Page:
Hyperrealistic Oil Paintings of Fish Trapped in Glass Bowls Are Metaphors for Modern Life

Hyperrealistic Oil Painting of a Beta Fish by Young-sung Kim

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South Korean artist Young-sung Kim has made a name for himself thanks to his hyperrealistic oil paintings of fish swimming in glass bowls and cups. Kim uses minuscule brushes to pull out every detail of his subjects, whether it be the colorful tail of a beta fish or the shimmering scales of a goldfish. Painted on large canvases, the animals are laid out like living still lifes for the viewer to admire.

The photorealistic paintings are part of Kim's ongoing series Nothing. Life. Object. that speaks to the disintegration of modern society in the face of the “advanced development of material civilizations.” By juxtaposing living and material things and displaying them as a piece of theater or advertising, Kim wishes to comment on society's tendency to neglect living organisms.

The painter's fascination with the beauty of living creatures began when he was a child, as they forced him to stop and contemplate their place in the world. These creatures are now metaphors for life in Kim's series and they are forced out of their natural setting into an object that cages them.

“What is the meaning or value of living organisms in the modern civilization? What is the meaning of living organisms to humans? They exist with us in the same environment, but they are always faced as food or decorative elements in a lower hierarchy,” Kim writes. “Despite that they are living things with meaning and value of existence, the humans only use them for clear purposes when we have certain reasons. In the modern society, this structure is applied to the relationships between men, men and organization, or men and society. Humans, a living organism, is sometimes considered and used as a functional object.”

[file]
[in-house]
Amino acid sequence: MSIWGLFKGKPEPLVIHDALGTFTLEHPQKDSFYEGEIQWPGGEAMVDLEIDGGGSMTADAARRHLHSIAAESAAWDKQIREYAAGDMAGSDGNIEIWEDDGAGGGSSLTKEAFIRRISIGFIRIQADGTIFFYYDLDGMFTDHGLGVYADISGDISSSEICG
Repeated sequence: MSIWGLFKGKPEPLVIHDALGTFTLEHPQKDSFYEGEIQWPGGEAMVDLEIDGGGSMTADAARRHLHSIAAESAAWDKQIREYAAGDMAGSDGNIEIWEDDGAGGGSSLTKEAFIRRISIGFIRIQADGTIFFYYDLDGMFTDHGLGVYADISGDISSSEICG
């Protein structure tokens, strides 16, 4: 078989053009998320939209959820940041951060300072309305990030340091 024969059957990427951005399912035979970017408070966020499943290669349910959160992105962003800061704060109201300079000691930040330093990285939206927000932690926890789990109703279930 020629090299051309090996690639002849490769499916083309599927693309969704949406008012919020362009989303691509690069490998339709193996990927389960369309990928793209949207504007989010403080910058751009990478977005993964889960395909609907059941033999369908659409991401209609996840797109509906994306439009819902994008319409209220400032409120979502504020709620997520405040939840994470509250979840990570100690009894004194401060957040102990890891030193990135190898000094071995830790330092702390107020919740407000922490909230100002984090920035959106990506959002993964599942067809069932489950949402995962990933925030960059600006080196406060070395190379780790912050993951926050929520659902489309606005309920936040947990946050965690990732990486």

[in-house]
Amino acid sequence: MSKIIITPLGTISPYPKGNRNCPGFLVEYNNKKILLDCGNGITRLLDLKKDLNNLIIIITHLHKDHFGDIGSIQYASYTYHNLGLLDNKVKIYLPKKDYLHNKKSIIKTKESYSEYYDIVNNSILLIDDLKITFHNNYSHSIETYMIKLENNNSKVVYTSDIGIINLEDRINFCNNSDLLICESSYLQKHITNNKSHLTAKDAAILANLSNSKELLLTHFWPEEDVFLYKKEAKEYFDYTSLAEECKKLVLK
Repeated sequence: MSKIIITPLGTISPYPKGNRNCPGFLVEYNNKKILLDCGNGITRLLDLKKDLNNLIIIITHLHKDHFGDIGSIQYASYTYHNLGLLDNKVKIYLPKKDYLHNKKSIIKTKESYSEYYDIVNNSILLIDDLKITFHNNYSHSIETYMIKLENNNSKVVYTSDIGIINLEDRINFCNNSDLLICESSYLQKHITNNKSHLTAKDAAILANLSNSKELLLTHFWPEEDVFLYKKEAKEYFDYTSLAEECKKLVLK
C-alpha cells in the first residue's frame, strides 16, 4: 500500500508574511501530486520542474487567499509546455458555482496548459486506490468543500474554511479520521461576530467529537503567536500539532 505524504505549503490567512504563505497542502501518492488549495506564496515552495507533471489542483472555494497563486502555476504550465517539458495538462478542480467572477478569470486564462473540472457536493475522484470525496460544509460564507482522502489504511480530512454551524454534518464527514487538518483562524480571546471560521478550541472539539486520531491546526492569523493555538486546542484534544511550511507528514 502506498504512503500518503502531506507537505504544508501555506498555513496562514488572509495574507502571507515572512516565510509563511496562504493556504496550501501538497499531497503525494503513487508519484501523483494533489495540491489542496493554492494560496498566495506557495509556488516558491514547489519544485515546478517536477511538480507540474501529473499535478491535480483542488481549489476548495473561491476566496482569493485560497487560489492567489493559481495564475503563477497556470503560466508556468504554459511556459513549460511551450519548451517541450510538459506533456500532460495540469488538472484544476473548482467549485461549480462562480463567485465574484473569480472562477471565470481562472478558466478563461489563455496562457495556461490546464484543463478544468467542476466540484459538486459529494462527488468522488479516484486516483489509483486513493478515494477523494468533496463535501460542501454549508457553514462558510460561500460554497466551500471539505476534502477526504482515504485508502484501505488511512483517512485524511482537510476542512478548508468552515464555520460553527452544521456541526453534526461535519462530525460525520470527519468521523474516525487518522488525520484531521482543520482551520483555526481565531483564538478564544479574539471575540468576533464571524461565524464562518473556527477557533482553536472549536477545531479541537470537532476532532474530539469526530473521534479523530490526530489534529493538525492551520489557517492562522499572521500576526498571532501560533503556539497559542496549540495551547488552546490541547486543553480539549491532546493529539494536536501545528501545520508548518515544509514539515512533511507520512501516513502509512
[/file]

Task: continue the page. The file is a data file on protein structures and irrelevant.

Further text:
In this light, Kim's hyperrealistic work takes on new meaning. While we are looking at still images of these living creatures, which are put on display for our admiration, we are forgetting the stress they must undergo when “posing” for the work. It's an irony not lost on Kim, who compares this facade with the falsehood that plagues many people. “Humans today adorn themselves beautifully and seem to be living happy, stable lives, but their lives do not seem to be any different from the state of these animals as they are struggling to survive in a confined space that is completely exposed to others.”

Young-sung Kim paints incredibly realistic depictions of fish in glass bowls using oil paint and tiny brushes.

Photorealistic Painting of a Goldfish by Young-sung Kim

The work is part of a series that comments on the current state of humanity in today's modern world.

Realistic Painting of a Fish in a Bowl by Young-sung Kim

Photorealistic Painting of a Goldfish by Young-sung Kim

Snails, frogs, and lizards are also models for the hyperrealist painter.

Young-sung Kim Hyperrealistic Painter

Photorealistic Painting of a Frog

Young-sung Kim Hyperrealistic Painter

Photorealistic Painting of a Snail

Watch as the South Korean artist creates his photorealist masterpieces.

Young-sung Kim: Patreon | Instagram | Facebook | Saatchi

My Modern Met granted permission to feature photos by Young-sung Kim.

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Jessica Stewart

Jessica Stewart is a Staff Editor and Digital Media Specialist for My Modern Met, as well as a curator and art historian. Since 2020, she is also one of the co-hosts of the My Modern Met Top Artist Podcast. She earned her MA in Renaissance Studies from University College London and now lives in Rome, Italy. She cultivated expertise in street art which led to the purchase of her photographic archive by the Treccani Italian Encyclopedia in 2014. When she’s not spending time with her three dogs, she also manages the studio of a successful street artist. In 2013, she authored the book 'Street Art Stories Roma' and most recently contributed to 'Crossroads: A Glimpse Into the Life of Alice Pasquini'. You can follow her adventures online at @romephotoblog.
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